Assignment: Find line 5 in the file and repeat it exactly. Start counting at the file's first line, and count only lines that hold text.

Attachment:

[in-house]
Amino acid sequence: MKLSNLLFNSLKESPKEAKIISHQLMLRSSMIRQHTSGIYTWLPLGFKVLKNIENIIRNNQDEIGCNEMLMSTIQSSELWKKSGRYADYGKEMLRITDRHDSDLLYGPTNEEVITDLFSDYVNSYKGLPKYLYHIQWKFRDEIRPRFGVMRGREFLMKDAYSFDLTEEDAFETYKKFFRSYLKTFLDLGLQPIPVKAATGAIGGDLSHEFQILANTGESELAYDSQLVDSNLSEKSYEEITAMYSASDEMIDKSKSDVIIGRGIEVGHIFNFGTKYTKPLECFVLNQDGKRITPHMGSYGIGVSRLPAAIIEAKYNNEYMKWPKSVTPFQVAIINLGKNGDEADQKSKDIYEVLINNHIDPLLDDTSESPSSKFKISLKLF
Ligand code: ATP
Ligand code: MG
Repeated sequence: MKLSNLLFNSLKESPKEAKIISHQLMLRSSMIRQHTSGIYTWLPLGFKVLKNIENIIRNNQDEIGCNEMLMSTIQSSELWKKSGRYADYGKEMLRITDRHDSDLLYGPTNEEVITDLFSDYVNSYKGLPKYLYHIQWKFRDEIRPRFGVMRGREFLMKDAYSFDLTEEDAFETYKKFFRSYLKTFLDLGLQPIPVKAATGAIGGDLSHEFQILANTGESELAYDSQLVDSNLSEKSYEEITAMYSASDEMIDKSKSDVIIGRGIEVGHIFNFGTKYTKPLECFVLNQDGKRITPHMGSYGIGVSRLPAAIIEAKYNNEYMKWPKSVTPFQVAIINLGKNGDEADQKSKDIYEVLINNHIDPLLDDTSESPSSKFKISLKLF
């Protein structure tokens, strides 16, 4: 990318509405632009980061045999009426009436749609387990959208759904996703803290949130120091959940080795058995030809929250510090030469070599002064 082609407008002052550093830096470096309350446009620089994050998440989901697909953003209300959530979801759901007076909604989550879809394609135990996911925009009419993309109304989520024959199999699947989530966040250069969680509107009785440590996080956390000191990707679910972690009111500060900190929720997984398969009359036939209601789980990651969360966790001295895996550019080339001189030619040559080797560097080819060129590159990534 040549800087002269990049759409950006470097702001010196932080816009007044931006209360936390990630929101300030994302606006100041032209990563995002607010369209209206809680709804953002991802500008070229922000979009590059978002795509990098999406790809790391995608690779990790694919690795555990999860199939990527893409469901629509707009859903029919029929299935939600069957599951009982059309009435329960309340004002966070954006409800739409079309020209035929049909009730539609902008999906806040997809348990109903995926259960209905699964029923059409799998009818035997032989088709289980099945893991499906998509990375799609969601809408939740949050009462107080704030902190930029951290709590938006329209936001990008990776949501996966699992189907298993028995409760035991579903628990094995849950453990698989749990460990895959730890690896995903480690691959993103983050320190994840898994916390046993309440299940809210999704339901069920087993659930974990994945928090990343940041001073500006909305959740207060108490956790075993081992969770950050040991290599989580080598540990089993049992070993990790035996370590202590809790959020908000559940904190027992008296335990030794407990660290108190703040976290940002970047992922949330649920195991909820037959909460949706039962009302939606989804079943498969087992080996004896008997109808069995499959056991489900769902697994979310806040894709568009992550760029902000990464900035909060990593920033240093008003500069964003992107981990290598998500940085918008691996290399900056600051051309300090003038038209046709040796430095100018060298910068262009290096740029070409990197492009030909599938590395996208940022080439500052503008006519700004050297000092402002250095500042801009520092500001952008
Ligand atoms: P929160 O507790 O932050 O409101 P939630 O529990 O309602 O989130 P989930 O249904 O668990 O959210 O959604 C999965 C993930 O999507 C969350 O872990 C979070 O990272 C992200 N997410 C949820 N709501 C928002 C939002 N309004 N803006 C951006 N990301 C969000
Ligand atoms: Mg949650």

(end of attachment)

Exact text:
Repeated sequence: MKLSNLLFNSLKESPKEAKIISHQLMLRSSMIRQHTSGIYTWLPLGFKVLKNIENIIRNNQDEIGCNEMLMSTIQSSELWKKSGRYADYGKEMLRITDRHDSDLLYGPTNEEVITDLFSDYVNSYKGLPKYLYHIQWKFRDEIRPRFGVMRGREFLMKDAYSFDLTEEDAFETYKKFFRSYLKTFLDLGLQPIPVKAATGAIGGDLSHEFQILANTGESELAYDSQLVDSNLSEKSYEEITAMYSASDEMIDKSKSDVIIGRGIEVGHIFNFGTKYTKPLECFVLNQDGKRITPHMGSYGIGVSRLPAAIIEAKYNNEYMKWPKSVTPFQVAIINLGKNGDEADQKSKDIYEVLINNHIDPLLDDTSESPSSKFKISLKLF